Sunday, April 14, 2024

Plant-based meat continues to evolve in Australia

The volume and types of plant-based meats in Australia have changed significantly over the past three years, according to Food Frontier.

“What’s clear is that a new food category has emerged from one or two niche players to create an industry that’s here to stay,” says the independent alternative protein ‘think tank’.

“In major retail in Australia, the plant-based meat category has gone from fewer than five brands made by Australian/New Zealand businesses in 2017, to more than 30.

“There has also been a three-fold increase in the number of products on shelves over the last few years, from less than 90 to just under 300.”

The findings are the results of audits of major supermarkets in Melbourne and Sydney in mid-2023.

New formats   

The types of products are shifting too, says Food Frontier. Consumers are said to be looking for convenience, which has seen a significant increase in the supply of formats like schnitzels and nuggets, through to mince and meatballs, and to deli slices, snacking and finger foods.

“We know that the early adopters of plant-based meats in Australia and around the world are flexitarians – they are the cohort, used to centre-of-plate proteins or protein-based dishes, that are now looking for healthier alternatives to those conventional protein sources and for products that mimic what they’re used to buying,” says Food Frontier CEO Dr Simon Eassom.

“When plant-based options first appeared on our shelves in Australia, about six years ago, they were mostly in the form of utility foods: sausages and burgers. There were probably too many manufacturers all providing the same style of product and, rightly so, customers have voted with their tastebuds and their wallets. This category has seen zero increase and some contraction in terms of the number of manufacturers, with the lion’s share of the market now dominated by a few strong brands. The data gathered by Food Frontier indicates that other formats that can be incorporated into a much wider range of dishes are gaining favour and manufacturers are responding accordingly.”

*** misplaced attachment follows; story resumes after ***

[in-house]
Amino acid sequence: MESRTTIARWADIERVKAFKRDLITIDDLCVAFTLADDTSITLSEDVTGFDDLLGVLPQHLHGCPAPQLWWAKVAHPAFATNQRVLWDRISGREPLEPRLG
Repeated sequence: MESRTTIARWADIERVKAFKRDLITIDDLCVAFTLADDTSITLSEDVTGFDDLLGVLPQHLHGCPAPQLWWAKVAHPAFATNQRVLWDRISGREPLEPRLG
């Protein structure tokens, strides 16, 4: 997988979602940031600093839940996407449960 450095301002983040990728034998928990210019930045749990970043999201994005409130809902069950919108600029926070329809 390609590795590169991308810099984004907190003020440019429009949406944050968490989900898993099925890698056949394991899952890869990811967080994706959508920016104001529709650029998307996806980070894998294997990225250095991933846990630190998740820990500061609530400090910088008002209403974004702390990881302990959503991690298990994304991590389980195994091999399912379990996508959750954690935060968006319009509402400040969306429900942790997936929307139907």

Looking ahead

Overall, the number of plant-based meat products available in Australia peaked at about 350 in early 2023, according to Food Frontier, and, as expected in new food categories, there has since been consolidation.

“We expect the category to continue to evolve and we wouldn’t be surprised to see further changes by way of company integration, and product formulations,” says Mr Eassom.

“This is a food industry that’s continuing to innovate and adapt to consumer tastes and budgets, plus the availability of more sophisticated ingredients will help manufacturers improve products to meet expectations around taste and texture as well as price.”

Food Frontier will release its third state of the industry report in mid-2024, providing up to date insights into the value of the industry and current projections.

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